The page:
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United States v. Willis

United States District Court, D. New Mexico

June 7, 2019

BOBBY WILLIS, Defendant.



         THIS MATTER is before the Court following a hearing on Defendant Bobby Willis' Motion to Reduce Sentence (Doc. 96). Defendant seeks compassionate release pursuant to 18 U.S.C. § 3582 and the First Step Act, Pub. L. No. 115-391, 132 Stat. 5194. The United States opposes the motion based on, inter alia, the severity of Defendant's crime. Having carefully reviewed the record and applicable law, the Court denies the Motion.


         In 2010, Defendant persuaded Joseph and Teresa Lee to transfer $1 million - the majority of their retirement savings - to a real estate investment group. Defendant pocketed the money instead of investing it as promised. When the Lees later inquired about the status of their investment, Defendant represented it had grown in value. In 2015, the United States charged Defendant with two counts of wire fraud (18 U.S.C. § 1343). He pled guilty in exchange for a sentence of 0 to 24 months imprisonment. During sentencing proceedings, Defendant requested probation based on his various medical conditions. By a Judgment entered February 12, 2018, the Court (Hon. Robert G. James) sentenced Defendant to 24 months on each count, to run concurrently, followed by three years of supervised release.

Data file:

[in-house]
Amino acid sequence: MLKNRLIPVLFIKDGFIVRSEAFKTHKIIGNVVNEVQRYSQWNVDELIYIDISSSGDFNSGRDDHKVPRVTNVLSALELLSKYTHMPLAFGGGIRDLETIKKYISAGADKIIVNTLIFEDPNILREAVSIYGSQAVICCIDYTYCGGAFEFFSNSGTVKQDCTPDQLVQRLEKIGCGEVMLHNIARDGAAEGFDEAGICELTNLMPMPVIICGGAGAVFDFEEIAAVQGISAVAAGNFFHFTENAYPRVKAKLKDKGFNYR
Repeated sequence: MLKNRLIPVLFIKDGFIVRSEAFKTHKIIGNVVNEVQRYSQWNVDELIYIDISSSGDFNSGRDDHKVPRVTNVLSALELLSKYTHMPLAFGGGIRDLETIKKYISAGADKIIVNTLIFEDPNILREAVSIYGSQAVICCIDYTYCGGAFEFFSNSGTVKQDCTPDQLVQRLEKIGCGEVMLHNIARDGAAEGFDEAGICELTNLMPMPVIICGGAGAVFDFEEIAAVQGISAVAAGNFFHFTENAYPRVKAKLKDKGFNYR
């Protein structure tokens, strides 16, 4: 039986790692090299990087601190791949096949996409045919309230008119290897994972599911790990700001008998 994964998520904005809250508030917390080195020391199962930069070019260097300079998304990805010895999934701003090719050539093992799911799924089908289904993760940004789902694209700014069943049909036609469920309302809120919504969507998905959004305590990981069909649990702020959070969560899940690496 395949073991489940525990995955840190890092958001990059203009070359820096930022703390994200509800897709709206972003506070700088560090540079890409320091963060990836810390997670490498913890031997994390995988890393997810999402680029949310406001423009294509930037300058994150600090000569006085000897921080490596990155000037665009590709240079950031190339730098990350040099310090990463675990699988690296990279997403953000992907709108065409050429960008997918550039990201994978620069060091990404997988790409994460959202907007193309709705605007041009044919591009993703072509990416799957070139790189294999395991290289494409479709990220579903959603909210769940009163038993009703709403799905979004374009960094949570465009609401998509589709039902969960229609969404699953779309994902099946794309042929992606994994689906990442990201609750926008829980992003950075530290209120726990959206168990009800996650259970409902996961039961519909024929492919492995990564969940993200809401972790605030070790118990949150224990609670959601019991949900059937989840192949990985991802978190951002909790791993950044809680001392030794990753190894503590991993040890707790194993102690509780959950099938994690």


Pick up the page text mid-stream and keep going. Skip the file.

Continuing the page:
Defendant was originally scheduled to report to the Bureau of Prisons (BOP) on April 5, 2018. He received an extension based on medical issues and continued to litigate restitution throughout 2018. On December 19, 2018, Defendant began serving his sentence at a BOP medical facility in Springfield, Missouri. The next day, he asked the BOP to move for a reduction in sentence pursuant to 18 U.S.C. § 3582(c)(1)(A). The BOP denied the request on April 9, 2019, citing the severity of his offense. Based on certain credits, Defendant is scheduled to be released on September 28, 2019, after serving about nine months in federal custody.[1]